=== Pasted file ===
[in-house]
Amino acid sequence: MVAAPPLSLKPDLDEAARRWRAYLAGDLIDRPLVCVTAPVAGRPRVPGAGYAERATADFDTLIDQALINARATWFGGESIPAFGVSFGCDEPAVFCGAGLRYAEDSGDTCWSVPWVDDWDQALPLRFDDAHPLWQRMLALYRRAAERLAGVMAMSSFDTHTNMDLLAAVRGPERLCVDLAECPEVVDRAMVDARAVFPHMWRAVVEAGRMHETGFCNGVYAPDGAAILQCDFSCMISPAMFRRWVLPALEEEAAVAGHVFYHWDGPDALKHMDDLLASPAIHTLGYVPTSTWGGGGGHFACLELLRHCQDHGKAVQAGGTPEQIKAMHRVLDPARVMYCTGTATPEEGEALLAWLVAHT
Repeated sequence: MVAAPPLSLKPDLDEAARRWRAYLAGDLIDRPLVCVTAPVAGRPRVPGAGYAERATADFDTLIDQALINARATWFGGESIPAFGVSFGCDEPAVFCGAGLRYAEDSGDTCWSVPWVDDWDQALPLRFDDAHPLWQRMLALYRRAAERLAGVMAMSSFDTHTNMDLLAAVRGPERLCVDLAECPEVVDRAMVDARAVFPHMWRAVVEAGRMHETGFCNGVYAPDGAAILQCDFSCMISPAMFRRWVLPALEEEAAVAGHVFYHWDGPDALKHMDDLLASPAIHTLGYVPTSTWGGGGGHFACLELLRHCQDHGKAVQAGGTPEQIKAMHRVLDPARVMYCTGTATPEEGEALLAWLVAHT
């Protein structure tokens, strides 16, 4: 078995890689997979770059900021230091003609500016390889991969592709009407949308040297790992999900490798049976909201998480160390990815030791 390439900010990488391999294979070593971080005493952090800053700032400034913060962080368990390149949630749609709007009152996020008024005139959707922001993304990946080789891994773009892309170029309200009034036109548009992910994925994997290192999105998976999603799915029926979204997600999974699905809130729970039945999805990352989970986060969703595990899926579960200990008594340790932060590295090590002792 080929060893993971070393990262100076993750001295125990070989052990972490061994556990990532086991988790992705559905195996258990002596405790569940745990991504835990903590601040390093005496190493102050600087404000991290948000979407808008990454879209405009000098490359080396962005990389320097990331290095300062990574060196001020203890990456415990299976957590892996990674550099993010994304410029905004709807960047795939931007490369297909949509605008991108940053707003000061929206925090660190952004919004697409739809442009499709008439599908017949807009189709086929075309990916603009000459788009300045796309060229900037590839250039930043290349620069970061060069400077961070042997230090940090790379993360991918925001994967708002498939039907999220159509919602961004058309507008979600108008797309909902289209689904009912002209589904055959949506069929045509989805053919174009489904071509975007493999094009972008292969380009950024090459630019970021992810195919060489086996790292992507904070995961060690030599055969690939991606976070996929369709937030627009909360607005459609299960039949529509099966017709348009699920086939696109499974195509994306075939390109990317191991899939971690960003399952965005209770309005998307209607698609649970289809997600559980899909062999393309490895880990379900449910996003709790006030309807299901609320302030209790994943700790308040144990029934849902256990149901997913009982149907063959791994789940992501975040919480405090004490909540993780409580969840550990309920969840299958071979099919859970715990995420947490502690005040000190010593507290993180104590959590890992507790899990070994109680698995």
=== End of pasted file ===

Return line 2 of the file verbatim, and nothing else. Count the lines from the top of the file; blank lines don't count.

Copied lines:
Amino acid sequence: MVAAPPLSLKPDLDEAARRWRAYLAGDLIDRPLVCVTAPVAGRPRVPGAGYAERATADFDTLIDQALINARATWFGGESIPAFGVSFGCDEPAVFCGAGLRYAEDSGDTCWSVPWVDDWDQALPLRFDDAHPLWQRMLALYRRAAERLAGVMAMSSFDTHTNMDLLAAVRGPERLCVDLAECPEVVDRAMVDARAVFPHMWRAVVEAGRMHETGFCNGVYAPDGAAILQCDFSCMISPAMFRRWVLPALEEEAAVAGHVFYHWDGPDALKHMDDLLASPAIHTLGYVPTSTWGGGGGHFACLELLRHCQDHGKAVQAGGTPEQIKAMHRVLDPARVMYCTGTATPEEGEALLAWLVAHT